I printed several knobs for a classic car in PLA. I filled them with urethane resin. The interiors of the hollow knobs were made with ribs designed for the resin to flow around to ensure a solid mechanical bond. To make perfectly centered pilot holes for drilling out for mounting, I made snap together holders to suspend drill bits, shank end down in the resin fill, and a 3/8-16 threaded bolt in the shift knob. The resin was cured under pressure for 24 hours then the bits and bolt were removed, followed by post curing the knobs for 8 hours in 145F convection heat. A test was done first, without resin fill. No deforming or shrinking of the PLA was observed at that temperature and duration, so the knobs should be perfectly fine in a car that will never sit for hours in baking sunlight with the windows up. I also printed perfect fit vise clamping blocks so the knobs could be easily held for drilling out the mounting holes. The knobs were sprayed with high build primer, sanded smooth and painted. Turnaround time on the job was about 3 days total, from initial measurement of the crumbling and distorted originals through 3D design and printing of the knobs, supports and clamp blocks, to resin filling, curing and post curing. 3D printing and finishing one example of each knob then making silicone molds followed by serial casting of the knobs would have taken much longer for the one-off job. I'm working on some other knobs now where a good original is at hand so it will get reproduced by making a silicone mold and doing castings. I've 3D printed clamping blocks for drilling the cast knobs. Just making the mold and getting the first casting to post curing has taken longer. With the casting verified I'll be casting the lot of knobs then post curing all together.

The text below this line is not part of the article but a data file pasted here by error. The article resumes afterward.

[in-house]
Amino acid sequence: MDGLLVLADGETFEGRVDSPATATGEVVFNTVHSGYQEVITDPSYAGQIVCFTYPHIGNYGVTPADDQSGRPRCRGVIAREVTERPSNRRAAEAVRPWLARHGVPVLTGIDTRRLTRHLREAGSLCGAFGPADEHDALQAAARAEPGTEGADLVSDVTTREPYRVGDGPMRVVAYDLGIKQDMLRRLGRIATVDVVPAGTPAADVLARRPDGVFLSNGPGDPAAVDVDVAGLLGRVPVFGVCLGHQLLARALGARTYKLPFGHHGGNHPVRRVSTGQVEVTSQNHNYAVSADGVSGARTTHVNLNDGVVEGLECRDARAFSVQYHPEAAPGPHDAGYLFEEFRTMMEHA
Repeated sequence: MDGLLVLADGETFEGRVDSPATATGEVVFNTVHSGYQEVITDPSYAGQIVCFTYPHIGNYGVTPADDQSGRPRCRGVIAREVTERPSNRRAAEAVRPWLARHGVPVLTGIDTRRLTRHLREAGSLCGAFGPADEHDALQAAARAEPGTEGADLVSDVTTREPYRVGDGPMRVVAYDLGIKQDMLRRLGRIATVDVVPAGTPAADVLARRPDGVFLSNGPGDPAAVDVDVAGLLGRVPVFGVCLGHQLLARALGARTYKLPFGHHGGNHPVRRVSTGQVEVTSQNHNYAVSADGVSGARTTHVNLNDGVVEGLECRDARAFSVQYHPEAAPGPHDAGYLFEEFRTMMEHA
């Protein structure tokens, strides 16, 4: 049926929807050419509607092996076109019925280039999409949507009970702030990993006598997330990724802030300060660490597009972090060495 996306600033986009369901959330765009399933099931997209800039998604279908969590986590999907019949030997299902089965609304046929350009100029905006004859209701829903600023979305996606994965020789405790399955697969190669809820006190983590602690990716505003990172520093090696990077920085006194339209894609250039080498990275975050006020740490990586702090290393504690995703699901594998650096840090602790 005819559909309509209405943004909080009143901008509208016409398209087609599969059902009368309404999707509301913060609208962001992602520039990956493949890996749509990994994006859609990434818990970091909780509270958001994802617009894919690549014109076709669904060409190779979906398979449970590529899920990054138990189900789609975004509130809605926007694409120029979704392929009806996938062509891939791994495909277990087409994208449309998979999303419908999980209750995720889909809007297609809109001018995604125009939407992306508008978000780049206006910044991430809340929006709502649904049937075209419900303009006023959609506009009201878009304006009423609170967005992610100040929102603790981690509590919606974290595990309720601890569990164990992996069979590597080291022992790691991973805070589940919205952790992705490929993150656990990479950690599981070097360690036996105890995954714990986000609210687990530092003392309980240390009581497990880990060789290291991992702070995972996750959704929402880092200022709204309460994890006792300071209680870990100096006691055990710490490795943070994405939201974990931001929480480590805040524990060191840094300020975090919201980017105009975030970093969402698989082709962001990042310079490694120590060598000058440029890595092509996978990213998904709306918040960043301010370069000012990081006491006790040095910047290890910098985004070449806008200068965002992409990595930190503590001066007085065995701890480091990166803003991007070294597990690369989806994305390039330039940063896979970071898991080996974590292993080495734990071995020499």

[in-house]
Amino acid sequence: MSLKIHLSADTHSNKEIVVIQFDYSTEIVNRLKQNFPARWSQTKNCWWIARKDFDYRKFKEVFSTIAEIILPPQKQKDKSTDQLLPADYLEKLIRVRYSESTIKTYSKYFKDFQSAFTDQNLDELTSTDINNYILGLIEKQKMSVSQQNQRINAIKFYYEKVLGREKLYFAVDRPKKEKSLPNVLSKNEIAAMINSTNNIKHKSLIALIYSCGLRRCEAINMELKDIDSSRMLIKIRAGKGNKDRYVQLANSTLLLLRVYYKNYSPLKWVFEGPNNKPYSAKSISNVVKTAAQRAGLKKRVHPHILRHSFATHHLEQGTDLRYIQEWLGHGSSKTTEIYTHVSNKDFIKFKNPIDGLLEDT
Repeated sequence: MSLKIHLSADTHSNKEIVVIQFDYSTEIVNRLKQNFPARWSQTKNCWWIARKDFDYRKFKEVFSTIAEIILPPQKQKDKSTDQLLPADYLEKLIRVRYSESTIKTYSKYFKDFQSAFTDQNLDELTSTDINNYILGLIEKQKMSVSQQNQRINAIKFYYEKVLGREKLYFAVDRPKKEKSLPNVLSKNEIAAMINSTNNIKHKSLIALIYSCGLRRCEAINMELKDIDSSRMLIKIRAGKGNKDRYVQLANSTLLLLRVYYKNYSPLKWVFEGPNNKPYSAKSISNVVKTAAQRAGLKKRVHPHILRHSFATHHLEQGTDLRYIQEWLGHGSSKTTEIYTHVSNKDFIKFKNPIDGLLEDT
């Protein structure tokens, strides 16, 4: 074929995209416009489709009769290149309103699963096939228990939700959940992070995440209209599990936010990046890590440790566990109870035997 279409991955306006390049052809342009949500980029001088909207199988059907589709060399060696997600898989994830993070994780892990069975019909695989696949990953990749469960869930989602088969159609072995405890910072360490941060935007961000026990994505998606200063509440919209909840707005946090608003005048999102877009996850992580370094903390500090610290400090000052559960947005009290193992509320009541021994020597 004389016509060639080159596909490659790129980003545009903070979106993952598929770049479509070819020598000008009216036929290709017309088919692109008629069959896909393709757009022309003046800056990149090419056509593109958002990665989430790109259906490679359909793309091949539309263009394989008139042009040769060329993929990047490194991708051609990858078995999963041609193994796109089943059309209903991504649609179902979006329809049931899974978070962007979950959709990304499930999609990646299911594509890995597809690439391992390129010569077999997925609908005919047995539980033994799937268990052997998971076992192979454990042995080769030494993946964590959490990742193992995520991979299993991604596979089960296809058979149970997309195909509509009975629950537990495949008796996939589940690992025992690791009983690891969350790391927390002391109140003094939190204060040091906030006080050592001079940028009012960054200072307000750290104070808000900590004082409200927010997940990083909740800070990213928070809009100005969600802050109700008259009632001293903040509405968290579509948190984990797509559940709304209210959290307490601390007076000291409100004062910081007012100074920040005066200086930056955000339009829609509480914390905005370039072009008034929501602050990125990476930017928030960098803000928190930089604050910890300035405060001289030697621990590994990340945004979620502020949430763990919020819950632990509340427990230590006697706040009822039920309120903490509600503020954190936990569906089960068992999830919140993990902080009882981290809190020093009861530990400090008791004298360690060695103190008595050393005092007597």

Bob - South Africa wrote at 4/10/2016 2:59:36 PM: